The Funeral of Victor Hugo
A giant of French literature, Victor Hugo was a politically active man. He declared Louis Napoleon was a traitor when the latter seized complete power in 1851. He imposed self-exile upon himself afterwards to the channel island of Guernsey where he wrote some of his best work, including Les Misérables. After the fall of Napoleon, he returned to France, where he was elected to the National Assembly and the Senate.
He was in Paris during the siege by the Prussian army in 1870, famously eating animals given to him by the Paris zoo. As the siege continued, and food became ever more scarce, and he wrote in his diary that he was reduced to “eating the unknown.” He died in Paris on 22 May 1885, at the age of 83. More than two million people showed up his funeral procession, the largest crowd ever assembled in France for a funeral of a public figure and the first ever such reverence for a celebrity elsewhere in the world. Forty thousand waited overnight to get a good vantage-point. People sold seats at the window on the route for over sixty pounds.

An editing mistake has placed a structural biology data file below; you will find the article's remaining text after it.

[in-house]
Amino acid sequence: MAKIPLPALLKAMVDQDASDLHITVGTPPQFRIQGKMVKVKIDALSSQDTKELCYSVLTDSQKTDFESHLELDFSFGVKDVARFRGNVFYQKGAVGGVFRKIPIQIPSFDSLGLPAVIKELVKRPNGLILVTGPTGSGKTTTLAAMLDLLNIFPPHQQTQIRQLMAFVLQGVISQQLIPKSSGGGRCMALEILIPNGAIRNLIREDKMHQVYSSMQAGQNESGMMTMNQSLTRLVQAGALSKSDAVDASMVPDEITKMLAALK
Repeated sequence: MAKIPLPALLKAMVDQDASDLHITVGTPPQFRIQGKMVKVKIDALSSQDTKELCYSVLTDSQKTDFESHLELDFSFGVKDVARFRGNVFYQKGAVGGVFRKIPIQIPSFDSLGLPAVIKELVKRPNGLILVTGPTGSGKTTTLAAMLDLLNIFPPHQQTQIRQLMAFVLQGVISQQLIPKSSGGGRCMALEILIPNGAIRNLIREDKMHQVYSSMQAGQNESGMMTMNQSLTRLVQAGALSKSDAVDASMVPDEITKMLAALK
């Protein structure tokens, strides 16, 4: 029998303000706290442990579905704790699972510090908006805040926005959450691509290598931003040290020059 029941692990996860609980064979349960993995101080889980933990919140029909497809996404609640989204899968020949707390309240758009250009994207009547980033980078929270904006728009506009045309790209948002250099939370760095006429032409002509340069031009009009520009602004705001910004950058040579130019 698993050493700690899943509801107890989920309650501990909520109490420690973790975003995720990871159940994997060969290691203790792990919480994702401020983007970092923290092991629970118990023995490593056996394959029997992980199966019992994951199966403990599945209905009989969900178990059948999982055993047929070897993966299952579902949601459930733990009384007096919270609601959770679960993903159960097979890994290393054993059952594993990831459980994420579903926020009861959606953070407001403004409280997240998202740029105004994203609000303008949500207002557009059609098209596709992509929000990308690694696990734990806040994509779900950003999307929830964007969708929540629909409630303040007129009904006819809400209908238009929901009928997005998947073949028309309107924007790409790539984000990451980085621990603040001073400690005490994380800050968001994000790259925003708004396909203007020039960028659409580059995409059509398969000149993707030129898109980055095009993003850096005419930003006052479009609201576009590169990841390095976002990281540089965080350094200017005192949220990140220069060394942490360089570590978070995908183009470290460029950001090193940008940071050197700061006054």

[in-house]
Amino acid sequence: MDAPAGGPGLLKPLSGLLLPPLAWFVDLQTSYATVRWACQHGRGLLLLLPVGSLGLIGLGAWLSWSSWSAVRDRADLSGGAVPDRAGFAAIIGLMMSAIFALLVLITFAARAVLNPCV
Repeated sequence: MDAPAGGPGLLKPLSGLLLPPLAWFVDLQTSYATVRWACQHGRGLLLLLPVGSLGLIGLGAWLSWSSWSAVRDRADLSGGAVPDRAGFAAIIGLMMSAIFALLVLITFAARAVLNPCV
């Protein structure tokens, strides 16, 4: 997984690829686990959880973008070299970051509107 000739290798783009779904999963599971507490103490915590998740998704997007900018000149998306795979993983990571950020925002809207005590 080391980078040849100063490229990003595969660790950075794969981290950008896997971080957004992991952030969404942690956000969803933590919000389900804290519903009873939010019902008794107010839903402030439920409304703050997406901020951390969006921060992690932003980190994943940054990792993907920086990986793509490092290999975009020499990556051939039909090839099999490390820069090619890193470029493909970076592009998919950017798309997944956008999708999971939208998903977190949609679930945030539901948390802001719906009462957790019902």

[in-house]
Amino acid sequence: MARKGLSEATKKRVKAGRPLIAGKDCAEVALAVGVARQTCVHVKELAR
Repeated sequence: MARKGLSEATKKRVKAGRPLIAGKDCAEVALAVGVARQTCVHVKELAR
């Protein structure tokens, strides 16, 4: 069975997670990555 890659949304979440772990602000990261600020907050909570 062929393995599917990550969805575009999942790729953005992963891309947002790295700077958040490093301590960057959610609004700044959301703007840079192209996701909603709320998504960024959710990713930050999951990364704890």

Six orations were delivered before the catafalque, lying-in-state under the Arc de Triomphe. Hugo was buried in Panthéon, in the same crypt within the Panthéon with Alexandre Dumas (Émile Zola was later added into it too).